Jay Nixon

JEFFERSON CITY, Mo. (Legal Newsline)-Missouri Attorney General Jay Nixon on Wednesday criticized his state's handling of the multi-state tobacco settlement that provides states millions of dollars annually.

The Master Settlement Agreement, reached in 1998 between tobacco companies and 46 states and six U.S. territories, was intended to settle lawsuits that states had filed to recover government costs associated with people who became ill from smoking or tobacco-related illnesses.

On Tuesday, Missouri received a $146 million payment as a part of the agreement. In all, the Show Me State has received $1.4 billion from the Master Settlement Agreement over the last decade, according to the attorney general's office.

Nixon, a Democrat, said in a statement that his state has little to show for the money that has flowed from tobacco companies into state coffers.

Money from the Master Settlement Agreement, he said, has not resulted in "substantial resources into programs to keep Missourians, especially young people, from taking up the smoking habit or to help them kick the habit once they're hooked."

The state recently moved up one slot to 50th in its commitment to using its tobacco settlement funds for smoking-related programs, according to rankings compiled by the Campaign for Tobacco-Free Kids.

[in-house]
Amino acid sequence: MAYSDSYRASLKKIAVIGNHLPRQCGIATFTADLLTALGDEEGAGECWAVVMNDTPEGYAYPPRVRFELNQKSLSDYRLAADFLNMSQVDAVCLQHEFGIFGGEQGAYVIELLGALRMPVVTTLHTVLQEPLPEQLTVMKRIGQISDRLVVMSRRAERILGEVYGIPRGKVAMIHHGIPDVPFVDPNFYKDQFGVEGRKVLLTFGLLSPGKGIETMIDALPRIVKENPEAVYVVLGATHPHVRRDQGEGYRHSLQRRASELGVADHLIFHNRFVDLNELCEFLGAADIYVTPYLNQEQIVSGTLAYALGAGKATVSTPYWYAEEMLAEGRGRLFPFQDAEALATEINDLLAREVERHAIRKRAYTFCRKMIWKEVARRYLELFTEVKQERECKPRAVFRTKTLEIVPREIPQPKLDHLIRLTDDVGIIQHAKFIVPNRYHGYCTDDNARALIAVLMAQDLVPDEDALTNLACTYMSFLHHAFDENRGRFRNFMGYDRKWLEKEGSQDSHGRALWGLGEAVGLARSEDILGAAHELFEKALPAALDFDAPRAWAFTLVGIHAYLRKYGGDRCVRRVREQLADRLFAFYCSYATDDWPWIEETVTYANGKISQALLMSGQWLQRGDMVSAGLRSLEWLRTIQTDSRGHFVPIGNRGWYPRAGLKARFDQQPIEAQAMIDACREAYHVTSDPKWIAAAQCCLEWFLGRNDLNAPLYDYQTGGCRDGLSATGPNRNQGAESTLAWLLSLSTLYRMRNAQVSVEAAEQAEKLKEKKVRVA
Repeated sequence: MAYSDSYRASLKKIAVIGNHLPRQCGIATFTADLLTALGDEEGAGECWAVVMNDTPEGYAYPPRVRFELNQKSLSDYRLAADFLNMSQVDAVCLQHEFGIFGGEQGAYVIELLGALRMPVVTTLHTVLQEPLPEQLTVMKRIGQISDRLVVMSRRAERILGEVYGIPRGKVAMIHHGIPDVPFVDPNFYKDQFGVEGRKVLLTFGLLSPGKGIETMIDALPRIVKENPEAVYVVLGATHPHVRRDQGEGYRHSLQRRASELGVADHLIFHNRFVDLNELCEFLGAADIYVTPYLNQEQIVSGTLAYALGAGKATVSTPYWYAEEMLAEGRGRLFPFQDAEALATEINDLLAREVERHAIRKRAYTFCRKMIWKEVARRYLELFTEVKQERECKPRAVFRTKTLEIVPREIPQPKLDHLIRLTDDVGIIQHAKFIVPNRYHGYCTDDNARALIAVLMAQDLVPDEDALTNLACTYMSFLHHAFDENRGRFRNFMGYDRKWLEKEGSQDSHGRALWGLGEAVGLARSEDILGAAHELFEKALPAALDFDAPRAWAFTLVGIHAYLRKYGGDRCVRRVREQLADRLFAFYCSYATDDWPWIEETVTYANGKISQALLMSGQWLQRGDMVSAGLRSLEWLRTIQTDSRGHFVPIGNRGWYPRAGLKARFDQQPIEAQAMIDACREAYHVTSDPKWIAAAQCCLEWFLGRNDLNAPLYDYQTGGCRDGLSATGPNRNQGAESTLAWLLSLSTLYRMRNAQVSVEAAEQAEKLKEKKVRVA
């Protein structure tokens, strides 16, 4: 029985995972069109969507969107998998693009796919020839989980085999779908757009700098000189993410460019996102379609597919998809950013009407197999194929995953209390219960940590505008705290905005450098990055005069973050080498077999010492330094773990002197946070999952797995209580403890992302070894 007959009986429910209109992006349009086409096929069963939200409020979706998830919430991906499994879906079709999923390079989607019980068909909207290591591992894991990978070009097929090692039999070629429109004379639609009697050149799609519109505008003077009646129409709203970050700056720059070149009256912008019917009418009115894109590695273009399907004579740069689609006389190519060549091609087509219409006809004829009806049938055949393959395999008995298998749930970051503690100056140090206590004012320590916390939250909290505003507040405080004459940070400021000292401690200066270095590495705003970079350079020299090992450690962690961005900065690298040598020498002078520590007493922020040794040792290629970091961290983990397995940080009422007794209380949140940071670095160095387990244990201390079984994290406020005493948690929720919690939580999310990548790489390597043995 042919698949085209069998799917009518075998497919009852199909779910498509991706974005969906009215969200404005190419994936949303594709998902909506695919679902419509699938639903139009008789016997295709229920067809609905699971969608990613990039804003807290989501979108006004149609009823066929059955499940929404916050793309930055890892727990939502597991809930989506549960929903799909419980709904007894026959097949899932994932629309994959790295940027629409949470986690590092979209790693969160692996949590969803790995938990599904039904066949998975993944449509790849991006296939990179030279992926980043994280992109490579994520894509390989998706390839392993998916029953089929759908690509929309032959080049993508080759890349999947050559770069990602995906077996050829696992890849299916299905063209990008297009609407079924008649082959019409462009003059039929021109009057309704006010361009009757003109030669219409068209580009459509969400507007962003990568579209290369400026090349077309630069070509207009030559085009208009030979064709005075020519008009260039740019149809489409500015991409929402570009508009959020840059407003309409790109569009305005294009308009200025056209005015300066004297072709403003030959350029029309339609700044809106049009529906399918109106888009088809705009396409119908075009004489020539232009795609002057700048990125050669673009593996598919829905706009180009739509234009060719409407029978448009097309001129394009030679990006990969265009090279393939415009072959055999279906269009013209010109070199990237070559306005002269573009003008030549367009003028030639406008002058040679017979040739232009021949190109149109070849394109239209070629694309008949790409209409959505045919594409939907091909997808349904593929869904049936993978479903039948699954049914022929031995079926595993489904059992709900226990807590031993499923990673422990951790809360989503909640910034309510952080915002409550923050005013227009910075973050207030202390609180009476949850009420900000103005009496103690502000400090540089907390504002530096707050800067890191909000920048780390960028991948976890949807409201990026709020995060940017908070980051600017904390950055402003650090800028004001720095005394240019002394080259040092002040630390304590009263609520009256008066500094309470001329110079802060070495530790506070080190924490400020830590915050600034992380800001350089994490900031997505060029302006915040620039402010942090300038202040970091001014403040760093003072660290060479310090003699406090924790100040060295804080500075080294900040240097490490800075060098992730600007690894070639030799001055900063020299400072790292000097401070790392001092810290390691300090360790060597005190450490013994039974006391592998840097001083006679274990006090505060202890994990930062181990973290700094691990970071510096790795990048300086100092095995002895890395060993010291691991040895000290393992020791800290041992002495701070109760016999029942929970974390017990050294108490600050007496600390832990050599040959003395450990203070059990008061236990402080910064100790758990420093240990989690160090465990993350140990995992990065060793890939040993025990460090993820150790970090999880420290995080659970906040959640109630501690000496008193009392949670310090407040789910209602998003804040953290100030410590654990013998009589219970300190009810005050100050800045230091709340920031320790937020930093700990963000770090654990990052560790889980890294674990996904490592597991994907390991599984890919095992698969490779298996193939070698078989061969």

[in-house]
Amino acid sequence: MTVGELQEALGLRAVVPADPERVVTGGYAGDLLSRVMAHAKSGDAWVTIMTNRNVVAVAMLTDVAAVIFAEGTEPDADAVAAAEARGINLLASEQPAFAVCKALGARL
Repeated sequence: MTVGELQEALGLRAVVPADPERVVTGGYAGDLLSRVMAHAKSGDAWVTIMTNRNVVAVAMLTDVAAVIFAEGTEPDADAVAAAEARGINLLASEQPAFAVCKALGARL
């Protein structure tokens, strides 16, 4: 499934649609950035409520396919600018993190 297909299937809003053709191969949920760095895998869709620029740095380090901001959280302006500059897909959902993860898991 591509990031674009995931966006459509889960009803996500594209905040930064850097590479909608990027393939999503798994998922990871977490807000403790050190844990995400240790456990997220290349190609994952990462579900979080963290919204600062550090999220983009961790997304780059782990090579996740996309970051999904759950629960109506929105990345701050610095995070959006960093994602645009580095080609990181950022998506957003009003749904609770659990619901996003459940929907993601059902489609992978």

"After many years of being dead last, there's little to brag about that Missouri has moved from 51st to 50th in using its tobacco money
on prevention programs," Nixon said.

The settlement agreement was reached originally by the nation's four largest tobacco companies: Philip Morris USA, R. J. Reynolds Tobacco Company, Brown & Williamson Tobacco Corp., and Lorillard Tobacco Company. More than 40 other tobacco companies later joined the agreement.

A spokesman for Altria Group, Inc., previously named Philip Morris Companies Inc., said Missouri is not alone in using its tobacco settlement money for unrelated programs.

Company spokesman Bill Phelps told LNL that the Centers for Disease Control and Prevention believe that states have not devoted adequate funding to anti-smoking programs.

"We think they should," said Phelps, noting that since 1998 his company has paid $42 billion in settlement payments to the states and U.S. territories.

"We continue to encourage the states to fund initiatives related to smoking and youth smoking prevention," he said.

From Legal Newsline: Reach reporter Chris Rizo by e-mail at chrisrizo@legalnewsline.com.

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